Mocking the recent resignation of former British Prime Minister Boris Johnson, Alito joked that the British leader “paid the price” for speaking out against the decision. The judge, appointed by President George W. Bush, also took aim at French President Emmanuel Macron and Canadian Prime Minister Justin Trudeau, who jokingly notes Alito “are still in office” despite their criticism of the US High Court.

[Read more: Alito mocks foreign critics of Supreme Court abortion ruling]


Cleric lawsuits: Florida abortion restrictions violate religious freedom

Florida clergy representing various faiths filed lawsuits this week against Florida’s new abortion law, arguing that it violates their freedom to practice their religion.

“The lawsuits are at the forefront of a new legal strategy arguing that new post-Roe abortion restrictions violate Americans’ religious freedom, including that of clerics who counsel pregnant women,” The Washington Post reported.

One of the clerks, the Rev. Laurie Hafner, told the Post that the religious right does not “represent the Christian faith.” She is one of two Christian clergy who have filed lawsuits against the state, along with three Jews, a Buddhist and a Unitarian Universalist.

Florida’s abortion law, which went into effect July 1, prohibits abortions after 15 weeks with no exceptions for rape or incest.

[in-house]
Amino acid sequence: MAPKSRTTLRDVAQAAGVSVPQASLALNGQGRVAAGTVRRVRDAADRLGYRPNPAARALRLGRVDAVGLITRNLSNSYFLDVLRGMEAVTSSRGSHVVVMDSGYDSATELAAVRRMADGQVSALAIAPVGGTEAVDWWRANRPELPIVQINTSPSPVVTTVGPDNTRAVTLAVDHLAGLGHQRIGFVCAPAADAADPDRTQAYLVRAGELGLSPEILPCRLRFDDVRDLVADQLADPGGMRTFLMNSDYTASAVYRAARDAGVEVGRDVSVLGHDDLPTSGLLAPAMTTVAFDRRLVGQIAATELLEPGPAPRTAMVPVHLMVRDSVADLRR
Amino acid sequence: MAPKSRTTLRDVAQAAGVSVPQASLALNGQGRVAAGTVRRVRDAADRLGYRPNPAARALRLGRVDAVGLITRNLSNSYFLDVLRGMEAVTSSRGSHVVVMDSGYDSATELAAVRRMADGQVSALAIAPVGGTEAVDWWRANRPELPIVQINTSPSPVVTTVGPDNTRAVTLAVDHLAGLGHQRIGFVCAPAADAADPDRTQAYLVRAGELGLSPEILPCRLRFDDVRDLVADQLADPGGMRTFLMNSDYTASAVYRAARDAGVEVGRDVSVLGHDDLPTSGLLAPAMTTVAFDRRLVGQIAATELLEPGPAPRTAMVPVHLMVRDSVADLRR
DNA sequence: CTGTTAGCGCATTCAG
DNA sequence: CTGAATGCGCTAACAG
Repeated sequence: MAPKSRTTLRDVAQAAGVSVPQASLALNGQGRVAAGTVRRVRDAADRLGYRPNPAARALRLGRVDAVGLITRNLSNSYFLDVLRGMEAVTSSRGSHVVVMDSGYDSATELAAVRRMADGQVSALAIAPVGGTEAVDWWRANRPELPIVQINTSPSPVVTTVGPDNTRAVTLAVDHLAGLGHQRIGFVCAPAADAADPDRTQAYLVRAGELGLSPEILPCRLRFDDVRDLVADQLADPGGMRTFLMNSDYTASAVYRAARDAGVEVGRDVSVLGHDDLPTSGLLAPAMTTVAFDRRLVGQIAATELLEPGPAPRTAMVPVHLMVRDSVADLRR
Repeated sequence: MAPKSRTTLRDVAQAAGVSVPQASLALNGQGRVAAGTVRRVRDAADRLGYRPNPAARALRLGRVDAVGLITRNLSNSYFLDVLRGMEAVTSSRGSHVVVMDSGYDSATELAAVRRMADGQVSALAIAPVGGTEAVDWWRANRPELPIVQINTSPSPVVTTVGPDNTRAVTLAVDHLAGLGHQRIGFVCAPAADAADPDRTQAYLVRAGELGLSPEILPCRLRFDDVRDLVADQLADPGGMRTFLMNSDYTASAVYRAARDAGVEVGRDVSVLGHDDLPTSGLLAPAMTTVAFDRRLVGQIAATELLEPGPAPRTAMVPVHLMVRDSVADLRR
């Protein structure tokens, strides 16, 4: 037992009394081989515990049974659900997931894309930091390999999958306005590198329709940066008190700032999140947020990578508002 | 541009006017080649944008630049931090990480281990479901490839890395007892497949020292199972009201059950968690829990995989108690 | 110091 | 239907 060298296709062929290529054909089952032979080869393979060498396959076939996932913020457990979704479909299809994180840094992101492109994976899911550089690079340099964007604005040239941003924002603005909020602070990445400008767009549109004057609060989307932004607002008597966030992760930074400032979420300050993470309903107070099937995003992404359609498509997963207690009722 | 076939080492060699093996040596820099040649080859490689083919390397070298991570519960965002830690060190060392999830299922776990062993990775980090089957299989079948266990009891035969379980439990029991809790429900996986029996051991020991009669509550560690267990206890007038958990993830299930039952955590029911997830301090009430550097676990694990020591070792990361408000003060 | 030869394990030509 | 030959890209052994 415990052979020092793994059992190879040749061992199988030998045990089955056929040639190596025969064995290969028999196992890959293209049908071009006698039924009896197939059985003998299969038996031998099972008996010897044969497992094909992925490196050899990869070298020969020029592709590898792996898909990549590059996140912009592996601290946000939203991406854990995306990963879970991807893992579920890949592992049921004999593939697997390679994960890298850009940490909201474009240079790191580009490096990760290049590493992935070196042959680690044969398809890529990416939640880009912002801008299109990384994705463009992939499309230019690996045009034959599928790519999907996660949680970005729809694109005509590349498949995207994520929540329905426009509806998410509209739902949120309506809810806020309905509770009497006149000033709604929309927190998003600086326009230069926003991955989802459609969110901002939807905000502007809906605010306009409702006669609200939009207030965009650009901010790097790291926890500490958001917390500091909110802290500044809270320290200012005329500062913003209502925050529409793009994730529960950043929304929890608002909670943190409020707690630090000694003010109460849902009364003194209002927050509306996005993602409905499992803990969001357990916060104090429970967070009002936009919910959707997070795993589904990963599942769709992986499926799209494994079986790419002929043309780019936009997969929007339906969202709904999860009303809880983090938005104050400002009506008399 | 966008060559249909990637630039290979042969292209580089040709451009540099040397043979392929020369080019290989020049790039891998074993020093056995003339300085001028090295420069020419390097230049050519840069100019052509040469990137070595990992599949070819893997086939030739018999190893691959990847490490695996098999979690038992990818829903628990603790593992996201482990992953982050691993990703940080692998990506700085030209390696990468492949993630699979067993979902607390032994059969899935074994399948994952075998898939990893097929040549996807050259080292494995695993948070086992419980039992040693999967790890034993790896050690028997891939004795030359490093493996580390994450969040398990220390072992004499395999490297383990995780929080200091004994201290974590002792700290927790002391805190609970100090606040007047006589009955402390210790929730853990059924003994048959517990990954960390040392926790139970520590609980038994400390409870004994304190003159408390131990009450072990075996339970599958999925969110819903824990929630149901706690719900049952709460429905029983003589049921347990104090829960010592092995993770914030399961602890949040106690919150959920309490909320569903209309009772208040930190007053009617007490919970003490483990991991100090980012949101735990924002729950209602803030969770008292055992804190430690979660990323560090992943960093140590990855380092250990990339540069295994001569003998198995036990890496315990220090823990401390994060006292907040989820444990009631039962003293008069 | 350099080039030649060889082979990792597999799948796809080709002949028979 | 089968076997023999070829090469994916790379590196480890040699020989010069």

Govt. Ron DeSantis, a Republican, signed the bill at a church, the Post noted.


Data brokers challenge Democrats

Datasets of millions of expectant parents have been sold for decades, from quarterly statuses to preferred birthing methods. As abortion becomes increasingly political with the overthrow of deerhowever, Democrats have redoubled efforts to dissuade data brokers from the lucrative practice – with little success.

Abortion rights groups are raising concerns that as states enact restrictive abortion laws, politicians and governments will weaponize personal data. From POLITICO published leaked draft of the High Court’s ruling three months ago, Democrat leaders sent letters to data brokers urging them to end the practice, pledging to question companies about the datasets obtained and introduce a legislation to prevent the sale of this reproductive health data.